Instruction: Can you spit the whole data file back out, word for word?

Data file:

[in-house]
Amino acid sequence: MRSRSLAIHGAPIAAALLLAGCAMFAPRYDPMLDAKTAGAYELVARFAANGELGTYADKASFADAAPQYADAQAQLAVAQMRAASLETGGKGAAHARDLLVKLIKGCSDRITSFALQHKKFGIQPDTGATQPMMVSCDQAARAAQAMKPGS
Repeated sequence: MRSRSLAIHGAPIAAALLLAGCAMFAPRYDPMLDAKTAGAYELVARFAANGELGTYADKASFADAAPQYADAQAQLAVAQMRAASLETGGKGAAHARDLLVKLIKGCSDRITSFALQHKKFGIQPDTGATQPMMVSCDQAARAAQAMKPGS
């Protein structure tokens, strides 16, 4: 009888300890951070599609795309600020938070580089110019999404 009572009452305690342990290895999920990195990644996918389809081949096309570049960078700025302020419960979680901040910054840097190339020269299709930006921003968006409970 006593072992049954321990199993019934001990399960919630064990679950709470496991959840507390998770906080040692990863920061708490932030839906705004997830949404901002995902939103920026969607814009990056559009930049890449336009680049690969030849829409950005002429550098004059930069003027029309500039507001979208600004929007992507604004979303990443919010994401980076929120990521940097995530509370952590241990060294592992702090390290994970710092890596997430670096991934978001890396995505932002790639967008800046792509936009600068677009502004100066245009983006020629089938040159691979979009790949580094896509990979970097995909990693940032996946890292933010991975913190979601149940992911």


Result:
[in-house]
Amino acid sequence: MRSRSLAIHGAPIAAALLLAGCAMFAPRYDPMLDAKTAGAYELVARFAANGELGTYADKASFADAAPQYADAQAQLAVAQMRAASLETGGKGAAHARDLLVKLIKGCSDRITSFALQHKKFGIQPDTGATQPMMVSCDQAARAAQAMKPGS
Repeated sequence: MRSRSLAIHGAPIAAALLLAGCAMFAPRYDPMLDAKTAGAYELVARFAANGELGTYADKASFADAAPQYADAQAQLAVAQMRAASLETGGKGAAHARDLLVKLIKGCSDRITSFALQHKKFGIQPDTGATQPMMVSCDQAARAAQAMKPGS
């Protein structure tokens, strides 16, 4: 009888300890951070599609795309600020938070580089110019999404 009572009452305690342990290895999920990195990644996918389809081949096309570049960078700025302020419960979680901040910054840097190339020269299709930006921003968006409970 006593072992049954321990199993019934001990399960919630064990679950709470496991959840507390998770906080040692990863920061708490932030839906705004997830949404901002995902939103920026969607814009990056559009930049890449336009680049690969030849829409950005002429550098004059930069003027029309500039507001979208600004929007992507604004979303990443919010994401980076929120990521940097995530509370952590241990060294592992702090390290994970710092890596997430670096991934978001890396995505932002790639967008800046792509936009600068677009502004100066245009983006020629089938040159691979979009790949580094896509990979970097995909990693940032996946890292933010991975913190979601149940992911």